I would happily have had more of the delicious marrow dip with raw vegetables, all placed in a bone, split length-wise. Real-seeming seaweed, sea urchin and other sea creatures arrived under a halved, boiled egg.
Next was the “wild sheep”, cooked sous-vide, pulled and pressed into a block. One person meanly described it as looking like “Spam”.
The plate of elderflowers, crunchy bits and rosemary cream “quenelle” was perfect, in anyone’s language … likewise, the final, tiny “treats” of mint marshmallow, strawberry meringue and mascarpone fudge proved yet again that this kitchen can cook.
But back to the block of “wild sheep”. Along with the split bone and “sea egg”, it aroused contemplation about the distinctive New Zealand style.
The Kiwi aesthetic is so ever-present that locals hardly notice. The numerous elements go beyond the prevalent black, reflecting the dark beaches and rocky outcrops, and the old-fashioned textures of wool and wood, and, importantly, permit flashes of brightness.
The boast of “Kiwi ingenuity” is said to involve “number 8 wire” – the softer, thicker, fencing gauge with which a bloke could mend anything. That’s the sheep farmer, who supported founding Calvinists in eschewing flashiness or pretension. The resulting non-style mixes with traditional, Pacific islander motifs and tattoos. The ever-present driftwood contributes randomness, while native rimu provides smooth, warm timber surfaces.
The drabness is comforting, and makes a backdrop for subtlety, along with drollery. Think farmer Fred Dagg (comedian John Clark), who in the 1970s always responded to a knock, “That’ll be the door.” More recently, the Flight of the Conchords took a similarly glum gleam into the wider world.
The Kiwi aesthetic shows in fashion, or perhaps avoidance thereof. Not only the hoodies, clothing is deliberately dressed down, although designers aim for well-made comfort. In any case, undue devotion to grooming would soon become windswept. Yet all that enables unapologetic touches of whimsy. Here in Wellington, the twist of a hem, flash of garish stocking or the natty dress of post-gothic dandies quickly makes street-wear fascinating enough for Bill Cunningham.
During our visit, friends received voting papers to select a new national flag. We are all now run by merchant bankers (think Australian PM Malcolm Turnbull and NSW Premier Mike Baird), and everyone seemed so angry at theirs (Prime Minister John Key) that they would rather keep the present flag, with no fewer than four Christian crosses, than let his campaign succeed. The four logos on the shortlist were so unloved that they had, belatedly, to be supplemented by “Red Peak”. It encapsulates the aesthetic, albeit unbalanced, so that the joy of the red volcano and white mountain push the grim black into a corner.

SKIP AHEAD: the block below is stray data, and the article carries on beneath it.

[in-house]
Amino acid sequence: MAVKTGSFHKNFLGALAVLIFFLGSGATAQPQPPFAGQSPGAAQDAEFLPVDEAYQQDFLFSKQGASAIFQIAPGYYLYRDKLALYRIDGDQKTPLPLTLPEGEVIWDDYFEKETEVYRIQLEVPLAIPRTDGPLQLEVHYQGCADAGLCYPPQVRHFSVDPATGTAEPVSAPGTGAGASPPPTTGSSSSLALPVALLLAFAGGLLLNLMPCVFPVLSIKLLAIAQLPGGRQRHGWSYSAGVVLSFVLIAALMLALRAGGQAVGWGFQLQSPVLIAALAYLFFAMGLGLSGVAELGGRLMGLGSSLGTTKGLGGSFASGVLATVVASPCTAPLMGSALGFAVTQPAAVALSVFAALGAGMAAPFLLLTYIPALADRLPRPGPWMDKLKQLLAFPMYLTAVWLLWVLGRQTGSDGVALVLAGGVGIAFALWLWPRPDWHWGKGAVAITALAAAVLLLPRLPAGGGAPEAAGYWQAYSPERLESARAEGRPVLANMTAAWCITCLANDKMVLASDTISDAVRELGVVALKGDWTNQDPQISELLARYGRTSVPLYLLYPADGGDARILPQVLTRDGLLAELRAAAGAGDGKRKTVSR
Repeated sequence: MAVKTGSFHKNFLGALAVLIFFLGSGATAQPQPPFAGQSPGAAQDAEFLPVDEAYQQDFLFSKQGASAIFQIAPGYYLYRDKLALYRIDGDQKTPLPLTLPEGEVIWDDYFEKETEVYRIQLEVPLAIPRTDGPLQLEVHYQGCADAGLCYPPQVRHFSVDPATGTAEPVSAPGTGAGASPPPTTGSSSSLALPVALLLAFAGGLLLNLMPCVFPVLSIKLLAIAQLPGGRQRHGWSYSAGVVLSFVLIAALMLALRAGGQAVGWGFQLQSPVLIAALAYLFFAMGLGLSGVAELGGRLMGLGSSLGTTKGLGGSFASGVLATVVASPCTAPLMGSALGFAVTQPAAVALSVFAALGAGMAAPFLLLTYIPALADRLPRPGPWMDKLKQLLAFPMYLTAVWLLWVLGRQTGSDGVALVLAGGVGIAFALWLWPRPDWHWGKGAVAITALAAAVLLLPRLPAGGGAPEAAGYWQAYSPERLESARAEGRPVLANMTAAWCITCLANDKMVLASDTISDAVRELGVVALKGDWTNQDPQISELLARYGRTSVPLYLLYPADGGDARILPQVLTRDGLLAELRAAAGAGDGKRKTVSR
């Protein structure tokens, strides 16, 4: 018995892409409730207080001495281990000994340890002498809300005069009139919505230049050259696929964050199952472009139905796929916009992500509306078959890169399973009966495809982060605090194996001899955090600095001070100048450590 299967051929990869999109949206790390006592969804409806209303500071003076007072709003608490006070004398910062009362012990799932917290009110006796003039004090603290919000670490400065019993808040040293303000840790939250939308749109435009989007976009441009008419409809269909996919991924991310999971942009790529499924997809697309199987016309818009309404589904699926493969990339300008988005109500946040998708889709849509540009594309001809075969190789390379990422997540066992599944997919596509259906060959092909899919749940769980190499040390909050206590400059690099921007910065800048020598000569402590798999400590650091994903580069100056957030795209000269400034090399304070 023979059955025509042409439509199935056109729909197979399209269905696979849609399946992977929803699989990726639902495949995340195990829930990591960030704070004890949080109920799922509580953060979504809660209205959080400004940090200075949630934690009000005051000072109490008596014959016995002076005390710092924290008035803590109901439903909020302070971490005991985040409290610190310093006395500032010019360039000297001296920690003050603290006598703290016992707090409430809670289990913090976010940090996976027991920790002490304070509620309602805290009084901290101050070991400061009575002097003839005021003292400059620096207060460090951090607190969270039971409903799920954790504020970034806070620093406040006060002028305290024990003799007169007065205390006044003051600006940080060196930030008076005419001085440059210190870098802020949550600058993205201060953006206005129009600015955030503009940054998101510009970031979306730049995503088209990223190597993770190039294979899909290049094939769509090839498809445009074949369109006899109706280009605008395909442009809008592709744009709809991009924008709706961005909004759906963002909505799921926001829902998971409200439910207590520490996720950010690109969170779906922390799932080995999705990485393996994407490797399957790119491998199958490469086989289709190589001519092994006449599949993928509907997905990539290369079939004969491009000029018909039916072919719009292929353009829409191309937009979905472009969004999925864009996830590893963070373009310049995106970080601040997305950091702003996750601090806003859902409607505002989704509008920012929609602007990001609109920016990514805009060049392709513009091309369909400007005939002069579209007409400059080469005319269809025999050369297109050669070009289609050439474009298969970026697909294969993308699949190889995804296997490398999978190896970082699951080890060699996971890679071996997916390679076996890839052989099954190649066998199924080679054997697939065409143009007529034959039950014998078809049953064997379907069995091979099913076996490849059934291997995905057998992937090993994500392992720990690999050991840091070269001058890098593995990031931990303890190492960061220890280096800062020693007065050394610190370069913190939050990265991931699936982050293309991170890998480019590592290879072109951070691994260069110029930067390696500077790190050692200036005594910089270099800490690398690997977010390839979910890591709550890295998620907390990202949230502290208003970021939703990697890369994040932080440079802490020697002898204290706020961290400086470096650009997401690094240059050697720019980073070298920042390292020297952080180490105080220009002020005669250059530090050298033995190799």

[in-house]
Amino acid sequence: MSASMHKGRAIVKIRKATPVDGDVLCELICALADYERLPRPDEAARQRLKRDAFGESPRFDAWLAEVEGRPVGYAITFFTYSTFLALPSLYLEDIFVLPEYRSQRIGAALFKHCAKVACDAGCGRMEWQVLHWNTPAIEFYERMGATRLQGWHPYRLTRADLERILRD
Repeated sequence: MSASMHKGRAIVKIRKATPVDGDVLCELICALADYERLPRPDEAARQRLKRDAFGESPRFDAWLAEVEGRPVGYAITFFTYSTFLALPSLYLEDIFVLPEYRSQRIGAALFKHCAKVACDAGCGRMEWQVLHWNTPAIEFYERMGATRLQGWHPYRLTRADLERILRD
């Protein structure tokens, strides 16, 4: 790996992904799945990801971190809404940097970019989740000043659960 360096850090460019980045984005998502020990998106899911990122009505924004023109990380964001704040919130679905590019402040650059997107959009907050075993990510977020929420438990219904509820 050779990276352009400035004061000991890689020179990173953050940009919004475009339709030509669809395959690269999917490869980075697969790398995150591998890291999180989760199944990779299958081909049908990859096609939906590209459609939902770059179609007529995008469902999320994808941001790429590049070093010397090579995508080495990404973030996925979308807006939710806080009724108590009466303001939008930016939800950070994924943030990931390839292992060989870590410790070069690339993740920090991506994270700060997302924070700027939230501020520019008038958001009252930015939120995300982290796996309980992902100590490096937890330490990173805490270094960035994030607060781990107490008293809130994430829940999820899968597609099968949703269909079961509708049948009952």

I’m probably the first visitor to New Zealand to have photographed nothing but a kitchen sink. I snapped it as the best example of tonal-depressiveness-with-moments-of-brilliance. For many decades domestic benchtops were custom-made in stainless steel with the sink or sinks set in, sensible, sturdy and easy to clean. They look beautiful, set against rimu woodwork. More than that, however, with corners and splashbacks fitted to even the oddest room, they lend themselves to quirkiness. Unlike hard, polished white Caesarstone, the grey patina could not be more homely.
Such cultural references were made by the central dishes at Hillside the other night. While I heard secondhand that a huddle of senior restaurant reviewers grumbled a bit about the meal, I suspect they missed an aesthetic more noticeable to the outsider. The Kiwi aesthetic – exemplified by the decorated bone, the slices of underwater life in a dark pool of broth, and the equally grey slab of sheep, hidden amid the green.
As fate would have it, a few days later, artist and cabinet-maker Duncan Sargent told me about his sculpture at Lower Hutt. It’s a properly engineered geodesic dome with a timber plank through it. The Hillside meat dish was much the same – intricate cooking stuck through with a sheep block.
Frequently judged the “world’s best”, Noma restaurant is much less than the hype, and I intend that as a recommendation. If you feel so inclined, have the money, and can score a booking, then go, when it pops up down south.
The Sydney Morning Herald has just carried huge photographs of chef Rene Redzepi to accompany a double-page spread about his moving the restaurant from Copenhagen to Sydney for 10 weeks during their winter/our summer. But I skipped the article for a number of reasons. Mainly, it’s the hype; I don’t need any more breathless accounts of stratospherically-ranked cooking.
Reportedly flying in 35 chefs, 30 waiters and 10 reservations and administrative staff, plus “partners and children”, a so-called destination restaurant celebrating local-ness remains one of globalisation’s tragic contradictions.
An associated reason for my deliberate page-turn was that, decades ago, I was already dreading Sydney’s over-development (fellow journalist Gavin Souter assured me it had already happened), and the Barangaroo developers would seem to be supporting Noma’s relocation to lend civility to their latest harbour-side imposition.